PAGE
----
Everything You Need to Know About Benzoyl Peroxide
Benzoyl Peroxide Is a Topical Acne Medication That Kills Bacteria, Exfoliates the Skin, Reduces Inflammation, and Clears Comedones (Clogged Pores)
The Essential Information
Benzoyl peroxide is a common topical acne treatment that is found in both over-the-counter as well as prescription products with concentrations ranging from 2.5 - 10%.
How It Works:
- Eradicates bacteria - it kills over 99% of bacteria almost immediately
- Exfoliates the skin - it is a drying agent that helps keep the skin turning over
- Reduces inflammation - this is not yet proven, but is likely
- Clears clogged pores - it helps unclog pores and prevents new clogs
It takes approximately one month for the skin to become accustomed to benzoyl peroxide, and dermatologists refer to the discomfort during this initial time period as the "hardening effect" of benzoyl peroxide. This is why it is important to start with only a pea-size amount of benzoyl peroxide once per day for the first week, and only then begin slowly ramping up the dosage and frequency. Side effects include:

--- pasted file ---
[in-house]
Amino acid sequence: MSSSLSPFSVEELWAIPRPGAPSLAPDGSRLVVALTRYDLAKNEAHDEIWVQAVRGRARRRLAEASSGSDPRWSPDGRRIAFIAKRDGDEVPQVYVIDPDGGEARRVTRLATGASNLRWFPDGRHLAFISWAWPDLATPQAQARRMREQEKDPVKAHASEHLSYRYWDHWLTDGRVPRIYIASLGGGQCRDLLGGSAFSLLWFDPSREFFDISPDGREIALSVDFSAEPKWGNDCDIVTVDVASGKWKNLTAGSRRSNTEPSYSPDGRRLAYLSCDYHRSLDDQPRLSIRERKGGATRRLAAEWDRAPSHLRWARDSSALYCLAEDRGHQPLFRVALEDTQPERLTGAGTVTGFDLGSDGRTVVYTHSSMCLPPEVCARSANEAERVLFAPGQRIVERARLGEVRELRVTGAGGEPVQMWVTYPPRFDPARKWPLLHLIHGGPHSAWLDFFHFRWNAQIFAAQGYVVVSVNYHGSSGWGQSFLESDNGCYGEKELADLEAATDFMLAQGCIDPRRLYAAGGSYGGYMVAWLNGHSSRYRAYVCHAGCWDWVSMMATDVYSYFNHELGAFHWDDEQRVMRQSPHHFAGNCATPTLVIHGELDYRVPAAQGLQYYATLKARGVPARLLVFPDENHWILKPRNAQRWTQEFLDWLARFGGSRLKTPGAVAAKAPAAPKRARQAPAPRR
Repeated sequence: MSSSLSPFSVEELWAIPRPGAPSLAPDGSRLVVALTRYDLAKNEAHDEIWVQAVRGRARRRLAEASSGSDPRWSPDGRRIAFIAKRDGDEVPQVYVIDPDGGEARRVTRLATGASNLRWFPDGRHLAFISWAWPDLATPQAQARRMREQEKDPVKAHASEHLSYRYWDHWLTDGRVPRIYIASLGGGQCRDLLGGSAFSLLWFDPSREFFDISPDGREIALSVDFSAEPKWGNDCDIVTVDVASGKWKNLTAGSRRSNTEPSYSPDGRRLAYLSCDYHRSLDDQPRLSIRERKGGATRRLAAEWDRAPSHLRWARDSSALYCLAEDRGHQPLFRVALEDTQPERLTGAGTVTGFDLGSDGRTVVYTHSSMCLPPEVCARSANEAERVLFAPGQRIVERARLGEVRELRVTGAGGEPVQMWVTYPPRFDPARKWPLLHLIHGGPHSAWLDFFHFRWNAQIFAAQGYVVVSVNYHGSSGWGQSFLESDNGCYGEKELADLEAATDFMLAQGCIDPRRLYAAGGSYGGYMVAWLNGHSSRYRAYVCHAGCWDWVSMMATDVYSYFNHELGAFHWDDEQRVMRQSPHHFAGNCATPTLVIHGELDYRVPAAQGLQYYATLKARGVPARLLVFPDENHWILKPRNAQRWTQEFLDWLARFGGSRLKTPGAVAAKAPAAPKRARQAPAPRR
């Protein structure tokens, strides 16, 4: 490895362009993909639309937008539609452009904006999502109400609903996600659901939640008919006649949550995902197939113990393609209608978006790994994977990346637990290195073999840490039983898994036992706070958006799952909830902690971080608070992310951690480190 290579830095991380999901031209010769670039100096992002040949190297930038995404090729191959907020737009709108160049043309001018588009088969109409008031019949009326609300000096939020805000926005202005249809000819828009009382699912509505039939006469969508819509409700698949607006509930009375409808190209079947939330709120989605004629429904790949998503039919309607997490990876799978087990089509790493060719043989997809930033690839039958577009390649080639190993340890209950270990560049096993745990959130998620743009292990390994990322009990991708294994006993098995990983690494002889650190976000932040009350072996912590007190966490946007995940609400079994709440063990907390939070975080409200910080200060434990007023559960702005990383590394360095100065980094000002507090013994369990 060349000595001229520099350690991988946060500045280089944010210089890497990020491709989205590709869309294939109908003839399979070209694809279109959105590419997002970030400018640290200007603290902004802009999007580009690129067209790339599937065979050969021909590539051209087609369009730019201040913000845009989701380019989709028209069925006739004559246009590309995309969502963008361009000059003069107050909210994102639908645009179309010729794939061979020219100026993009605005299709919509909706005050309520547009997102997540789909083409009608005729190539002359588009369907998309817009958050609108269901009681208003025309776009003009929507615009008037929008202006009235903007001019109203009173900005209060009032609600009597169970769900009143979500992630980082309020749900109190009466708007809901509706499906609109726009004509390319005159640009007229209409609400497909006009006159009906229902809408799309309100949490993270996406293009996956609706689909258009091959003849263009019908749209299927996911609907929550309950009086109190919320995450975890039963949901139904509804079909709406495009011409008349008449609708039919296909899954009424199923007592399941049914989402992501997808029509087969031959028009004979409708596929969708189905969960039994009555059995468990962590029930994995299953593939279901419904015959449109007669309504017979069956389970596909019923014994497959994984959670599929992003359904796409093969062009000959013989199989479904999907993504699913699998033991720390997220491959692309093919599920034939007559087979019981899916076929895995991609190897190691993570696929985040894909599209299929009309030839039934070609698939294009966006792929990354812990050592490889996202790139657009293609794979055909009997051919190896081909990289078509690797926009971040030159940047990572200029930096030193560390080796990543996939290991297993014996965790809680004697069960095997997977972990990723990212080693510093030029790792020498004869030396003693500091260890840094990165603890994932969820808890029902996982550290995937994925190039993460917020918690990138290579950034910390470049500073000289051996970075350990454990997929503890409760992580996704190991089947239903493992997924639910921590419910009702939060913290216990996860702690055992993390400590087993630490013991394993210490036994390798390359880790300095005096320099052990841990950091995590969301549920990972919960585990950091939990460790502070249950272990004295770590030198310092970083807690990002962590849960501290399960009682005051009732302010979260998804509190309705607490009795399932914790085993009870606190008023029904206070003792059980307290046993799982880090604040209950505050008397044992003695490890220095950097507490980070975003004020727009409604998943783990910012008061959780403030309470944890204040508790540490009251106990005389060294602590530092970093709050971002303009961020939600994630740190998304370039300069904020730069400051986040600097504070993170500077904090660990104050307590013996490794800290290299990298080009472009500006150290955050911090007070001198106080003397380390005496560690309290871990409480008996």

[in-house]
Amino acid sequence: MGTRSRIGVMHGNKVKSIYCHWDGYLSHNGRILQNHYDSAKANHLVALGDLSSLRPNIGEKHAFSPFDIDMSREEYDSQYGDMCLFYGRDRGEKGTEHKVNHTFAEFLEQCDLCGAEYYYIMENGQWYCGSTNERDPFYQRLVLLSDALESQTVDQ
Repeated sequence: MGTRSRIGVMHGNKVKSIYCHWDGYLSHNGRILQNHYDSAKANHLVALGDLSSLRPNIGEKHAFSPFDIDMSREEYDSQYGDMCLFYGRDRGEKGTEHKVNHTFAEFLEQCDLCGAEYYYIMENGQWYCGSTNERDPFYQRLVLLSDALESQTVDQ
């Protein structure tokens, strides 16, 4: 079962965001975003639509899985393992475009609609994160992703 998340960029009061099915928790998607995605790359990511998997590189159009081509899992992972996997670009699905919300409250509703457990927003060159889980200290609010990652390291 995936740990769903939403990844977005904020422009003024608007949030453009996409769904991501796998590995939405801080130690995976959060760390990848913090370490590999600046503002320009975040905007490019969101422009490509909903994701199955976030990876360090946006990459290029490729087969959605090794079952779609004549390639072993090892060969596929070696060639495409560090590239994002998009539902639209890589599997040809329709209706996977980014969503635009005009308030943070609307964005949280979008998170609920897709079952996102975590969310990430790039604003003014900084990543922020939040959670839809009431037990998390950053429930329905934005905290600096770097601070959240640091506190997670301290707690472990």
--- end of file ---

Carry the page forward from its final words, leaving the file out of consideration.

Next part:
- Contact dermatitis (a red, itchy rash), especially in the first few weeks of use
Even after the hardening effect subsides, benzoyl peroxide will continue drying the skin, so a moisturizer should be used after each benzoyl peroxide application.
How to Get Benzoyl Peroxide to Work Its Best: Studies show benzoyl peroxide clearing the skin by approximately 50%, however, when used within a proper regimen, it reliably and completely clears the skin in just about everyone. A proper regimen consists of using 2.5% benzoyl peroxide and slowly ramping up the dosage so that after 1 month you are using a lot of it. Here are the full instructions to make sure benzoyl peroxide will completely clear you up.